"Help! Why didn't I journal more? There are all these gaps! I can't remember everything that happened! How can I write a memoir?"
I hear this from women time and time again.
This is the voice of panic. This is the old schoolteacher from second grade rapping your knuckles for not paying better attention.
Relax. You are not a reporter required to take notes.
You are a seeker of meaning. You are about to embark on a journey.
While journals are excellent tools for reflection, they are not memoir. Rather, memoir captures a meaningful time in your life. And that may have nothing to do with the blow-by-blow account of May 5, 1997 you jotted down in a journal, long ago stuffed away in a carton at the back of the closet.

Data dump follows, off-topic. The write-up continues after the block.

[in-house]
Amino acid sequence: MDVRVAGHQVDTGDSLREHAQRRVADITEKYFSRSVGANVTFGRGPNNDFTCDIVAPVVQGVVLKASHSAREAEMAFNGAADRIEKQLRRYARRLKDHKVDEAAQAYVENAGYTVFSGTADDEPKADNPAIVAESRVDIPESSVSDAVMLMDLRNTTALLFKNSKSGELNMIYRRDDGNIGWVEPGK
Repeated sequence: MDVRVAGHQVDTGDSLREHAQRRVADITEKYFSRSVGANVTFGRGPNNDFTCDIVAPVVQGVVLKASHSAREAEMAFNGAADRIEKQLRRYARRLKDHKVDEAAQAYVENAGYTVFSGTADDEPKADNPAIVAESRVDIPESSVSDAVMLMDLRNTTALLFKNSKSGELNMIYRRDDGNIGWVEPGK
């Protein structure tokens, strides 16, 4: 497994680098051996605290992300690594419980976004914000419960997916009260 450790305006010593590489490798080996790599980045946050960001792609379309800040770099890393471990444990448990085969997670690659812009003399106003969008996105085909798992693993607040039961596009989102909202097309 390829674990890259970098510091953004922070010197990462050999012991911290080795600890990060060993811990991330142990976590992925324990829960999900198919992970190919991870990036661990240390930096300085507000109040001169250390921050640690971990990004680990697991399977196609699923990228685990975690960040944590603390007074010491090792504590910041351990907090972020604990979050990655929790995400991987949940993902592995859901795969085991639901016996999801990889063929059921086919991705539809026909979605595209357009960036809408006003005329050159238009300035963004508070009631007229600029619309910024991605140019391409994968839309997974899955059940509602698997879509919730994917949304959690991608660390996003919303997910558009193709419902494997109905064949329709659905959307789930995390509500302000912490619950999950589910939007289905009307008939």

My guess is that you know what it is you want - NEED - to write. You have known it for a long time.
Points to consider when writing or beginning to write memoir:
- Select the event or series of events that seem most important to you.
- Try to recall names, dates and places where events occurred as best you can, but don't obsess on accuracy.
- Let go of your "inner critic." Tell it the way you feel. Tell it from the heart.
- Take a little license with "the truth." Get creative! Make the scene come alive to bring home the point.
- If you don't know what the point is or why you are going there, stop, toss, discard.
- Don't be afraid. This is your story, not your mother's, your husband's or your children's. If they don't like it, let them write their own memoir.
- Join a writing group. Get feedback on your work. If someone is too harsh or critical, don't use them again. If someone sugarcoats you, thank them but look for someone both kind and discerning.
- Keep writing, keep writing, keep writing . . . .and it doesn't have to mean journaling!